HOW IS THAT LONG SHED COMING ALONG?
The space has taken shape …
The open area behind the river flood wall is nearly finished. Tons of concrete and paving have been laid, and we are looking forward to the final hand-overs, currently in negotiation.
Already, some events have gone ahead on the space, even before works were finally finished, though unfortunately this year’s Maritime Woodbridge event had to be set aside until 2018. In June, The King’s River performances showed just how versatile that space is going to be, and later, The Shuck Festival went ahead as planned. Time will surely prove that one of the most useful products of the waterfront development is this unique space for the town, connected to the river. We’ll see a wide range of events there that will bring our community together.
Sae Wylfing had the honour of being the first boat to emerge from the Longshed onto the open space, having arrived there by road for the Shuck Festival.
The combined muscle of CARTER’s workmen overcame all obstacles to get our half-size Sutton Hoo ship replica on to the new surface. The Waterfront Square has no through traffic and enjoys the superb river backdrop – just the place for music and markets, rallies and displays, of art and entertainment, but separated by times of simple peaceful enjoyment. Planning is already going ahead for the Spirit of Beowulf event next May 4-7. This is going to be so exciting. If you are amongst the ‘disappointed’ that missed The King’s River, watch this space.
What is happening next?
Bryan Knibbs, the Riverside Trust’s experienced project manager, looks after Sae Wylfing. He has also been the Trust’s liaison link with the builders about details of the development. Through his involvement, he fully understands the potential of the space of the Waterfront Square. As soon as possible he will begin to lead the WRT fit-out team inside the Longshed. Here he surveys the adventurous possibilities of the space.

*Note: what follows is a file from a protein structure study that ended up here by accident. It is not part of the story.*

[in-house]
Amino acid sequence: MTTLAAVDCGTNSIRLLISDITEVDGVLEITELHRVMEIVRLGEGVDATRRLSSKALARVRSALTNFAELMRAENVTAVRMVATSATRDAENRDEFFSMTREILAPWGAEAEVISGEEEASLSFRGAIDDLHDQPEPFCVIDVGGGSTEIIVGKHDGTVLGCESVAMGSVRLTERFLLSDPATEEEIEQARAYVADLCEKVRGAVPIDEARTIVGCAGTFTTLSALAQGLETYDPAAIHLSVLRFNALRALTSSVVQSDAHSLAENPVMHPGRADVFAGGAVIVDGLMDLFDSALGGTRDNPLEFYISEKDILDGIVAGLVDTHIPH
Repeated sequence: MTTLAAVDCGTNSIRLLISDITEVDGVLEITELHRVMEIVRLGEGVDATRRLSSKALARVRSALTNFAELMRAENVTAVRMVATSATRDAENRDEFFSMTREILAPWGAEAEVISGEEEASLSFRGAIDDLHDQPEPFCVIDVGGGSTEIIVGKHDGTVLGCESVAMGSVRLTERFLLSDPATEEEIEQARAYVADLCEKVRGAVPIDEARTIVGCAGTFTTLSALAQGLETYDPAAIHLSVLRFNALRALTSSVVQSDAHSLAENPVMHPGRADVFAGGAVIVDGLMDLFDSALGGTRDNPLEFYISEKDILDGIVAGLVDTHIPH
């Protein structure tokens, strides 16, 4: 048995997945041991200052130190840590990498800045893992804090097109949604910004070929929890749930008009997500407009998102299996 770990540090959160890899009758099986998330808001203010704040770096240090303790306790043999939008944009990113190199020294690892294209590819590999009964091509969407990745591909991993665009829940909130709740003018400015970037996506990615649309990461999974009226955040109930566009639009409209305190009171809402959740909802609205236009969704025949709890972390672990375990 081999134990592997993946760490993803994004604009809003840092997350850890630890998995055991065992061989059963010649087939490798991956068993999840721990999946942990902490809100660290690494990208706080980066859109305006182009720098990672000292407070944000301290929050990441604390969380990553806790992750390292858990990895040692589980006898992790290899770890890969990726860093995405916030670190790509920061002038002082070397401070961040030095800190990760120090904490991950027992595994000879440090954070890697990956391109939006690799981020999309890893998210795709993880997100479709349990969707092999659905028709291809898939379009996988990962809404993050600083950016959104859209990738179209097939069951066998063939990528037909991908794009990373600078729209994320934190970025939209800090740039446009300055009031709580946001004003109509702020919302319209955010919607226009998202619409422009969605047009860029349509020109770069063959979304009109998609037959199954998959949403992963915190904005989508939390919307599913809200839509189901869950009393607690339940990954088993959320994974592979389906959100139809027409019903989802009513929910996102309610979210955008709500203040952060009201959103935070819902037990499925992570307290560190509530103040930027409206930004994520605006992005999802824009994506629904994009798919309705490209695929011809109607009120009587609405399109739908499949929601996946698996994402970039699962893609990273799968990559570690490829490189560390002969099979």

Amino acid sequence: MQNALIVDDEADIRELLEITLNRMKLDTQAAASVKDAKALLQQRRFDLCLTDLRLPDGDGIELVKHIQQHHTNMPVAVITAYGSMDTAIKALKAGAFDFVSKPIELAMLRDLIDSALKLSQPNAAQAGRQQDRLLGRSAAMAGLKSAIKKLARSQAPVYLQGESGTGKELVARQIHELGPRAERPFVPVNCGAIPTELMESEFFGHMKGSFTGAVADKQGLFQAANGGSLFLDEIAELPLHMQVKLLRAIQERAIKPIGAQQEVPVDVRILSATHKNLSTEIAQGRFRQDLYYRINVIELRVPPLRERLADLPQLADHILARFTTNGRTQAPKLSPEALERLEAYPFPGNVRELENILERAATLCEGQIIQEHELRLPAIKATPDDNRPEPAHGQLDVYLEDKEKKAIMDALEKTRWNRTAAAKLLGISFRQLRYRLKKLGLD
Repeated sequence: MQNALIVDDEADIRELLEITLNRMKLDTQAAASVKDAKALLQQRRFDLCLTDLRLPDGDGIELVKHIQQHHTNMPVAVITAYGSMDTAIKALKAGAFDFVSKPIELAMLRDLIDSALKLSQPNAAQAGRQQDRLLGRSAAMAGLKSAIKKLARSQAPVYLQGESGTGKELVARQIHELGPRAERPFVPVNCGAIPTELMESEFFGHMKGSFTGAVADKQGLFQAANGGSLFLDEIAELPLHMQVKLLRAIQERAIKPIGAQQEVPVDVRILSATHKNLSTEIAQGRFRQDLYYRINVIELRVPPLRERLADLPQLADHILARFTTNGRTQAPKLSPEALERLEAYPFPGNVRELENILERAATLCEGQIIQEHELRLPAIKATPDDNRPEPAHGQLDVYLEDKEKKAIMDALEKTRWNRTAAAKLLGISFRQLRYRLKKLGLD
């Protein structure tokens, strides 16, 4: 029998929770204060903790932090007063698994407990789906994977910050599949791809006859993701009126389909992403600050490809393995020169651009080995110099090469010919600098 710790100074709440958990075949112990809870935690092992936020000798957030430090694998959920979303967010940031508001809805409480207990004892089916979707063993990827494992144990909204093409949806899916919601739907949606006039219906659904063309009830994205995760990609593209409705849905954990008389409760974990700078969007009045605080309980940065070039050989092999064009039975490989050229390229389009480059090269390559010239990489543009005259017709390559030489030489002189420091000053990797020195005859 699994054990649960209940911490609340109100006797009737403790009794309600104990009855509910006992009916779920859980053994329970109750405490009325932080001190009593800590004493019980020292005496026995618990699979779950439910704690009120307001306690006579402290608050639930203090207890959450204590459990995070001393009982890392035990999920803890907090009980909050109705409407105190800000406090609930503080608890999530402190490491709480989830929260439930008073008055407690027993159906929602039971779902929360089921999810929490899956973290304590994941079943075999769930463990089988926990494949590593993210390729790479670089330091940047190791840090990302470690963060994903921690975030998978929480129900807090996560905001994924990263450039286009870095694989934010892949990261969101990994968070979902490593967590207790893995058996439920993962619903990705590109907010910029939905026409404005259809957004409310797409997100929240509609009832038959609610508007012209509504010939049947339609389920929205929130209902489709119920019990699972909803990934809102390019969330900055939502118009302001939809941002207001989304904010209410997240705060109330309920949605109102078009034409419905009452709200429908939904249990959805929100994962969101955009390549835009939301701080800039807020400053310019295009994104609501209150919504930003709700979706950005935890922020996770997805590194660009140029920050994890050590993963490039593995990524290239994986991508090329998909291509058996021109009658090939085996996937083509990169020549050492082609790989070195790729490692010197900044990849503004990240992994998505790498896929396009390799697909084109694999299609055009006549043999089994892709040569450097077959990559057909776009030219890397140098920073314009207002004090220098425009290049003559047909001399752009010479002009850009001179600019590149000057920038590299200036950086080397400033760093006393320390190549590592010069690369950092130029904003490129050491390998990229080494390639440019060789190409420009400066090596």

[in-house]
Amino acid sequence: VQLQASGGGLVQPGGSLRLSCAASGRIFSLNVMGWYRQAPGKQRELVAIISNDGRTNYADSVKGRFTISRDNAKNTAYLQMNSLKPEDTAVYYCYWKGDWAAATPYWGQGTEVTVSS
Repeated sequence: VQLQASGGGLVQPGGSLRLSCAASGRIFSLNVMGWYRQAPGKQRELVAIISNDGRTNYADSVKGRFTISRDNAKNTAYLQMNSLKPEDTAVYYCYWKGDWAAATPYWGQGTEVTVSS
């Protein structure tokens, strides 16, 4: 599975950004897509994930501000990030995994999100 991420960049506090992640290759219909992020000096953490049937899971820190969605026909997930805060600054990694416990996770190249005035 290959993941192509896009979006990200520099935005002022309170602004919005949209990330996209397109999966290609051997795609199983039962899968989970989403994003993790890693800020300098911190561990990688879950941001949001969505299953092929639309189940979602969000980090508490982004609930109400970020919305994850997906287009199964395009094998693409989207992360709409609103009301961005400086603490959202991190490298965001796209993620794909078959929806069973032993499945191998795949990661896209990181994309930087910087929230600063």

The mezzanine area in the Longshed has to be furnished as a Heritage Resource Centre, and will house a range of interesting activities that will usually involve practical participation.
On the ground floor will be a fully-fitted workshop . The full-size replica of the Sutton Hoo ship is the long term plan, but the first craft to be built here will be 22ft St Ayles skiffs. but These four-oared craft are built from kits, to ensure that they are all the same. This is important, because it means that rowing competitions between them are fair. These skiffs, and the rowing competitions, are exciting a lot of interest up and down the coast
The people who want to build them, and others not involved in the build, are keen to to row them. Age is no barrier to involvement. Men and women, old and young, locally and from further afield can meet in social harmony and friendly rivalry. Woodbridge Riverside Trust, with the help of Suffolk Coastal District Council, has already started the process of acquiring boat kits, and some volunteers have already come forward to be involved in the building process.
The waterfront is at the heart of our community, so if you want to become involved in a mission to explore new worlds of experience, go to our websites: